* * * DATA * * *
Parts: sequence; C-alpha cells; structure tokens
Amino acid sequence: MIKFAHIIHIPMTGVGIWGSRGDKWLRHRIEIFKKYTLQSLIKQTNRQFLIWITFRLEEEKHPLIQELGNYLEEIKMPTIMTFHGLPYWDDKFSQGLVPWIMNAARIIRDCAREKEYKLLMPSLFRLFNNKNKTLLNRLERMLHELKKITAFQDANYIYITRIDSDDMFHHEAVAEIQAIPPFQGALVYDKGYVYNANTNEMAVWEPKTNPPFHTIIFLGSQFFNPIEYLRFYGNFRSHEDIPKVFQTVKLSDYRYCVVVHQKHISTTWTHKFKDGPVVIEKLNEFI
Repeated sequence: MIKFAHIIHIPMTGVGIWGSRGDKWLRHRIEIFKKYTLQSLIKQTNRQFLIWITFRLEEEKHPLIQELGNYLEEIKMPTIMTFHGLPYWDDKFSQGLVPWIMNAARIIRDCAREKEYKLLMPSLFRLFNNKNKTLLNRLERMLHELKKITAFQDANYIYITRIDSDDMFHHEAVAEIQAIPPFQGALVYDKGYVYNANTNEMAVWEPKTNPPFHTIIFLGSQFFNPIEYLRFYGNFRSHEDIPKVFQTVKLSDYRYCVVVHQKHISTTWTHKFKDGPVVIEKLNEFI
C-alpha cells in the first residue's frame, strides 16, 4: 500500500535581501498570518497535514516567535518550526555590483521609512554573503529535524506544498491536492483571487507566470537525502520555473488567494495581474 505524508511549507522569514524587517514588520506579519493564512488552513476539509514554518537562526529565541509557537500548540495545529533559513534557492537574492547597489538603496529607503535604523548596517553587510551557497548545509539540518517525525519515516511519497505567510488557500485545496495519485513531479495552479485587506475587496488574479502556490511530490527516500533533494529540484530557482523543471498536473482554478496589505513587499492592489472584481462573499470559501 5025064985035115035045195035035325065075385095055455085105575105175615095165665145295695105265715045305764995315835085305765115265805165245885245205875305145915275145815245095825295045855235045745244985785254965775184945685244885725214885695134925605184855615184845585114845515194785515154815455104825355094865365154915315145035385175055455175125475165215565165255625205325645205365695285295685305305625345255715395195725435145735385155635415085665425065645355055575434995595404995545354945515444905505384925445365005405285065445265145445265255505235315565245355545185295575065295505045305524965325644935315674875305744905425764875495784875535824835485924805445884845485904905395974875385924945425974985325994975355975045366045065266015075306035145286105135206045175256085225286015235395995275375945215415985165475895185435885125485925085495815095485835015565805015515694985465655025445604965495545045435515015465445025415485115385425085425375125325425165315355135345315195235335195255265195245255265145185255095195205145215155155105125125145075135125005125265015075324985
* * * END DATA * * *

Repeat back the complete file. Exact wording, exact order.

Parts: sequence; C-alpha cells; structure tokens
Amino acid sequence: MIKFAHIIHIPMTGVGIWGSRGDKWLRHRIEIFKKYTLQSLIKQTNRQFLIWITFRLEEEKHPLIQELGNYLEEIKMPTIMTFHGLPYWDDKFSQGLVPWIMNAARIIRDCAREKEYKLLMPSLFRLFNNKNKTLLNRLERMLHELKKITAFQDANYIYITRIDSDDMFHHEAVAEIQAIPPFQGALVYDKGYVYNANTNEMAVWEPKTNPPFHTIIFLGSQFFNPIEYLRFYGNFRSHEDIPKVFQTVKLSDYRYCVVVHQKHISTTWTHKFKDGPVVIEKLNEFI
Repeated sequence: MIKFAHIIHIPMTGVGIWGSRGDKWLRHRIEIFKKYTLQSLIKQTNRQFLIWITFRLEEEKHPLIQELGNYLEEIKMPTIMTFHGLPYWDDKFSQGLVPWIMNAARIIRDCAREKEYKLLMPSLFRLFNNKNKTLLNRLERMLHELKKITAFQDANYIYITRIDSDDMFHHEAVAEIQAIPPFQGALVYDKGYVYNANTNEMAVWEPKTNPPFHTIIFLGSQFFNPIEYLRFYGNFRSHEDIPKVFQTVKLSDYRYCVVVHQKHISTTWTHKFKDGPVVIEKLNEFI
C-alpha cells in the first residue's frame, strides 16, 4: 500500500535581501498570518497535514516567535518550526555590483521609512554573503529535524506544498491536492483571487507566470537525502520555473488567494495581474 505524508511549507522569514524587517514588520506579519493564512488552513476539509514554518537562526529565541509557537500548540495545529533559513534557492537574492547597489538603496529607503535604523548596517553587510551557497548545509539540518517525525519515516511519497505567510488557500485545496495519485513531479495552479485587506475587496488574479502556490511530490527516500533533494529540484530557482523543471498536473482554478496589505513587499492592489472584481462573499470559501 5025064985035115035045195035035325065075385095055455085105575105175615095165665145295695105265715045305764995315835085305765115265805165245885245205875305145915275145815245095825295045855235045745244985785254965775184945685244885725214885695134925605184855615184845585114845515194785515154815455104825355094865365154915315145035385175055455175125475165215565165255625205325645205365695285295685305305625345255715395195725435145735385155635415085665425065645355055575434995595404995545354945515444905505384925445365005405285065445265145445265255505235315565245355545185295575065295505045305524965325644935315674875305744905425764875495784875535824835485924805445884845485904905395974875385924945425974985325994975355975045366045065266015075306035145286105135206045175256085225286015235395995275375945215415985165475895185435885125485925085495815095485835015565805015515694985465655025445604965495545045435515015465445025415485115385425085425375125325425165315355135345315195235335195255265195245255265145185255095195205145215155155105125125145075135125005125265015075324985